John Devitt

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John Devitt
John Devitt 1956 Townsville.jpg
John Devitt and Kaye Nottle in 1956
Personal information
Full nameJohn Thomas Devitt
National team Australia
Born (1937-02-04) 4 February 1937 (age 86)
Granville, New South Wales
Height1.85 m (6 ft 1 in)
Weight85 kg (187 lb)
ClubManly Swimming Club
Devitt at the 1960 Olympics

John Thomas Devitt, AM[1] (born 4 February 1937) is an Australian sprint freestyle swimmer of the 1950s and 1960s, who won a gold medal in the 100-metre freestyle at the 1960 Summer Olympics in Rome. He won in controversial circumstances, being awarded the gold medal despite the timekeepers recording a slower time than the American silver medallist Lance Larson. He also claimed a gold medal at the 1956 Summer Olympics in Melbourne, in the 4×200-metre freestyle relay.


Growing up just 250 metres (820 ft) from the Granville Olympic Pool, Devitt learnt to swim as part of the government-funded Learn to Swim program. He was educated first at Holy Family Primary School, The Trongate, Granville East, and later at Parramatta Marist High School in Parramatta. Both were Roman Catholic schools, where he also swum competitively for the school team. Devitt was initially trained by Tom Penny at the Clyde Swim Club, based at the Granville Pool, until it disbanded in 1947 and he moved to Manly Swim Club along with Penny. Devitt remains a member of the Swim Club. Penny often allowed his swimmers to train in warm waters by having them swim against the current of discharged water from a power plant. Devitt believed that such training gave him an advantage as it taught him to be unaffected by "rain, heat, currents or any other natural or unnatural variables".

Swimming career[edit]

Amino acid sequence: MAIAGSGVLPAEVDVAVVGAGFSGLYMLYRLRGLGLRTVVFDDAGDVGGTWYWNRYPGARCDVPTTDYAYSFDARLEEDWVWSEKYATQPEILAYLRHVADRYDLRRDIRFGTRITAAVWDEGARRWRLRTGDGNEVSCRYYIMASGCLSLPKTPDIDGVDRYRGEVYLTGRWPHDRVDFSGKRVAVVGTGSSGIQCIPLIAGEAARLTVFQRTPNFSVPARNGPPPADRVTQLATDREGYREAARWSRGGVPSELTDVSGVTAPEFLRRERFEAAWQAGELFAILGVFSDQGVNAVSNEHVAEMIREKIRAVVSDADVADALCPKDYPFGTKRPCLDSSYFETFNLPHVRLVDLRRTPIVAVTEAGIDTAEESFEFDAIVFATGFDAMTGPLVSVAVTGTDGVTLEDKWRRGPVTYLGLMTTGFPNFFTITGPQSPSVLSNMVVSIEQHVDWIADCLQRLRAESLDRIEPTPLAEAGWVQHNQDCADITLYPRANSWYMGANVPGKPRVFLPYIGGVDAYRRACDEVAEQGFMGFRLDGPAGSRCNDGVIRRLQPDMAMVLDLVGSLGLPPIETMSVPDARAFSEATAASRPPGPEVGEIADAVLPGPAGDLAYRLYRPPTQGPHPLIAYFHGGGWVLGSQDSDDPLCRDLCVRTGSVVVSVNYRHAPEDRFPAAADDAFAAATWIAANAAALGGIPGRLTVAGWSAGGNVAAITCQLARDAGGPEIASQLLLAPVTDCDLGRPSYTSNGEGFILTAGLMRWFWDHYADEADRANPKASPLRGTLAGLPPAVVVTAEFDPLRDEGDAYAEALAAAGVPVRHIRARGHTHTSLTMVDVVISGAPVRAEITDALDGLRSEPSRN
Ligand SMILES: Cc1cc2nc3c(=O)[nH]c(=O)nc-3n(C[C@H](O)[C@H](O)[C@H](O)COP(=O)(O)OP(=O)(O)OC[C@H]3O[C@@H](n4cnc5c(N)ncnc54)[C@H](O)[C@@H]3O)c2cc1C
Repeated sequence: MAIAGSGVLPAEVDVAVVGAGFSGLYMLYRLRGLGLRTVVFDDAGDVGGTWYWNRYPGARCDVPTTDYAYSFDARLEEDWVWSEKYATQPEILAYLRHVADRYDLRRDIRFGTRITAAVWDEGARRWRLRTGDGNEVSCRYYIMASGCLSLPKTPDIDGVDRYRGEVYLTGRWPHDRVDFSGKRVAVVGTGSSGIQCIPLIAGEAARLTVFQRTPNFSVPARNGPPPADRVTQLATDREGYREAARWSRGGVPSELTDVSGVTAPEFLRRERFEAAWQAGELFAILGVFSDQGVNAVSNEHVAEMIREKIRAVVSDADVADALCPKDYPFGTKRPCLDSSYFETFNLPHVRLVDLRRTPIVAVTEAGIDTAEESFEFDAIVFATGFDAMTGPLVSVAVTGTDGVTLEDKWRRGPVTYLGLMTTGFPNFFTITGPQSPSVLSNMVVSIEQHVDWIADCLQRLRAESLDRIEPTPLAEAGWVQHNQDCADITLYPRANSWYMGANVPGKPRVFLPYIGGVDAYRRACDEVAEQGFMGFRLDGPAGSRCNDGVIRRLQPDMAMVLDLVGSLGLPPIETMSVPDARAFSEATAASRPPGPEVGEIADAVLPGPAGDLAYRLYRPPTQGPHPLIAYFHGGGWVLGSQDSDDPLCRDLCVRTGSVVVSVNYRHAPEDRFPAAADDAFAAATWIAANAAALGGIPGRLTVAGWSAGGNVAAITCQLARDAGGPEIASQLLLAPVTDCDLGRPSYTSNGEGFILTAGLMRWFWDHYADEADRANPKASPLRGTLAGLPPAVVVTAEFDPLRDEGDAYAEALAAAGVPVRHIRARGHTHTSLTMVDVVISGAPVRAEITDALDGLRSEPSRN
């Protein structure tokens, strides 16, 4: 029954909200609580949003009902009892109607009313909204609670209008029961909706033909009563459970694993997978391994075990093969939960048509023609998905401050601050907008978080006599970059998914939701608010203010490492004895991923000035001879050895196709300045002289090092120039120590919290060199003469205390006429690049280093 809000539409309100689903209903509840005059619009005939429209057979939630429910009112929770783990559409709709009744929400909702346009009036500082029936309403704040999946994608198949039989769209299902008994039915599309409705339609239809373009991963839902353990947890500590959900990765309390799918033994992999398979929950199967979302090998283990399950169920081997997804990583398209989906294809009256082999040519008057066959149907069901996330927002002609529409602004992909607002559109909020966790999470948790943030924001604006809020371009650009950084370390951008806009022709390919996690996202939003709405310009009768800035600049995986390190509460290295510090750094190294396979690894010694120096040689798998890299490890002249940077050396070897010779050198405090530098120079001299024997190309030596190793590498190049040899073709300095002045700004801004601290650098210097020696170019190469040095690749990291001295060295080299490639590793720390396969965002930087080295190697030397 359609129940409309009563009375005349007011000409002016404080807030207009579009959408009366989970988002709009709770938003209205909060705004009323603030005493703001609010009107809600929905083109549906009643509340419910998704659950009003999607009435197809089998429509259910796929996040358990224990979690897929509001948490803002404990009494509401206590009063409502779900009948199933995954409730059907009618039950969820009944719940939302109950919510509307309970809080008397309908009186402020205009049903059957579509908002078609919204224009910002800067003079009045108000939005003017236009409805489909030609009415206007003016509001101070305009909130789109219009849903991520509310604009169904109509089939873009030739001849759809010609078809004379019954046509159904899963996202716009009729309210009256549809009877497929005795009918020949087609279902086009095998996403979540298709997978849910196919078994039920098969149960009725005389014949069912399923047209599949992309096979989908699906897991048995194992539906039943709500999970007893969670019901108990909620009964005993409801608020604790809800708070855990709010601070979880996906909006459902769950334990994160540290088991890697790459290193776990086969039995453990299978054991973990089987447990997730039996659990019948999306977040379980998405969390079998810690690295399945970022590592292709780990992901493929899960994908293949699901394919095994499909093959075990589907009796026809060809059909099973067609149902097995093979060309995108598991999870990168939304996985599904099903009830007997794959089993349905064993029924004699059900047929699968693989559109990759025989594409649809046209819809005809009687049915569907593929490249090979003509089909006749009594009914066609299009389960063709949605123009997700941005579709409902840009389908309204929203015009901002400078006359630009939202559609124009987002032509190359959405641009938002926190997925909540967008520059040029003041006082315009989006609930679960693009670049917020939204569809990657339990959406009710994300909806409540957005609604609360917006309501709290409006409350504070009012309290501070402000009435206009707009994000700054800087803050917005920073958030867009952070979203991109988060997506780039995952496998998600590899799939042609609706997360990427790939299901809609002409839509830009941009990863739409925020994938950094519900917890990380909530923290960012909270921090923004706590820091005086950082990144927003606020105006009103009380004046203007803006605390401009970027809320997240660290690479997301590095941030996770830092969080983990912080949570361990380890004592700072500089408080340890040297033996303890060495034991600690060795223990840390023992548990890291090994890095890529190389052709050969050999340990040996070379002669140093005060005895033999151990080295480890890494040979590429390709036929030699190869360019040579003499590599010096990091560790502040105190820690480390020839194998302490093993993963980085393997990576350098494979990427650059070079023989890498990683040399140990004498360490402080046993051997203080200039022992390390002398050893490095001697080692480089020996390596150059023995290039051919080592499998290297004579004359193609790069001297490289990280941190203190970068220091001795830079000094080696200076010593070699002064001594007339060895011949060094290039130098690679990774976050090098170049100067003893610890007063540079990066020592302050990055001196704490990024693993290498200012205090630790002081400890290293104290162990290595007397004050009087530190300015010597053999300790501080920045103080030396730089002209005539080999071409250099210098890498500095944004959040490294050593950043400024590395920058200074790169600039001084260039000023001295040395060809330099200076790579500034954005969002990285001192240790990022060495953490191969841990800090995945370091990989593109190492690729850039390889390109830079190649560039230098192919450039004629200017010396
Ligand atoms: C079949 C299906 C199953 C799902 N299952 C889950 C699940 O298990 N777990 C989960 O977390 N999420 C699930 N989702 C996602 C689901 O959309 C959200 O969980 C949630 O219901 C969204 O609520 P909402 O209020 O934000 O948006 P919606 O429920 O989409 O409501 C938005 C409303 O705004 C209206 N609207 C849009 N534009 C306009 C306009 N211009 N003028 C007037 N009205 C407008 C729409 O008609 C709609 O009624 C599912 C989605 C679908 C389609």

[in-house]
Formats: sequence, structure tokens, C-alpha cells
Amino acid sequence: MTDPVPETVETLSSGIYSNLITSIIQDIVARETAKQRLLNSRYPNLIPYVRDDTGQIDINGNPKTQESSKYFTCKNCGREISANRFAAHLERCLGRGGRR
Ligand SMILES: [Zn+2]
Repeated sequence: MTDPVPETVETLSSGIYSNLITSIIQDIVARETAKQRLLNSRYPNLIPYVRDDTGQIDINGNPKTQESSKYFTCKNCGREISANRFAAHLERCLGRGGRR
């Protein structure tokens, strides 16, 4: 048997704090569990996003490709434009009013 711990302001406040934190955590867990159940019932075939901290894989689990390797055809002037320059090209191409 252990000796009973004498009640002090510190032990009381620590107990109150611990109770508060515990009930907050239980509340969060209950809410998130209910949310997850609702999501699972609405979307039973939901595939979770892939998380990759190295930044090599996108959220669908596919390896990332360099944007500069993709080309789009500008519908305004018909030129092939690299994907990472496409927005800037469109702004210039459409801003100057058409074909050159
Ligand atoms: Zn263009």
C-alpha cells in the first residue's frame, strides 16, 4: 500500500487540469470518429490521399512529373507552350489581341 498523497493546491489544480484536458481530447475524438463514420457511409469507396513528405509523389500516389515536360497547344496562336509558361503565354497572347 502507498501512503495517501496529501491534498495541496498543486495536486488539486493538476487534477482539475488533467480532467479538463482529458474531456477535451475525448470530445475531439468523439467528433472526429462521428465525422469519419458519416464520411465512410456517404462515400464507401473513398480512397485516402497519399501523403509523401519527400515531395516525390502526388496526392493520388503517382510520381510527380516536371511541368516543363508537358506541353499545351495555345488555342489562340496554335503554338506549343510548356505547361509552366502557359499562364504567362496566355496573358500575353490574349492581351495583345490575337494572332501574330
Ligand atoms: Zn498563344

Devitt's first forays into national competition were at the 1952 Australian Championships, where he was continually in the shadow of club-mate Barry Darke, who set five Australian records in their age group. Devitt trailed Darke again at the 1953 championships, but Darke retired afterwards to become a mechanic, leaving Devitt to dominate his age group. However, in the open ranks, he was often beaten by Jon Henricks in the sprint events, and Gary Chapman and Murray Rose in the longer events. Rose and Henricks went on to claim individual gold at the 1956 Summer Olympics. At the age of 18, with Henricks initially sidelined by injury, Devitt was named as the captain of the New South Wales team for the 1955 Australian Championships. However, Henricks recovered and relegated Devitt to silver in the 110-yard freestyle. He claimed silver in the 220-yard freestyle, behind Rose. Devitt's decision to concentrate on sprinting led to conflict with Penny, and he then left Penny and began self-coaching. After beginning to regress, Devitt considered retirement, until he joined Sam Herford at the Spit Baths alongside Murray Rose.

At the 1956 Australian Championships, Devitt finished third in the 110-yard behind Henricks and Chapman, and fifth in the 220-yard behind Chapman to gain Olympic selection. After a ten-week national training camp at the Tobruk Pool in Townsville, Queensland, Devitt was named as the national captain for the 1956 Summer Olympics in Melbourne. Devitt's first event was the 100-metre freestyle, where he won his heat and then his semi-final to qualify in second place for the final, where he matched Henricks for the first 80 metres, before Henricks surged to claim gold. Chapman completed an Australian sweep by finishing third. For the 4×200-metre freestyle relay, Devitt had clocked the fourth fastest time at the Australian Championships. After swimming the fastest leg in the heats of the relay, he was selected along with Rose, Henricks and Kevin O'Halloran for the final. The Australians won the gold medal in a world record time, with Devitt clocking the fastest leg in the whole race.

In January 1957, Devitt set a world record in both the 100-metre and 110-yard freestyle, and lowered the 100-metre freestyle world record to 54.6 seconds later that month at the Queensland Championships. He then won his first individual Australian title in the 110-yard freestyle. With Henricks and Rose swimming and studying in the United States, Devitt became the dominant Australian freestyler, and decided to continue his career until the 1960 Summer Olympics, supporting himself as a health inspector for the Townsville City Council. In 1958, after claiming the Australian 110-yard title, he claimed three golds at the 1958 British Empire and Commonwealth Games in Cardiff, Wales in the 110-yard freestyle, and the 4×110-yard freestyle and medley relays. In 1959, Devitt again lowered the 110-yard freestyle, but was later defeated at the Australian Championships by John Konrads, who won every freestyle title from the 110-yard to 1650-yard events.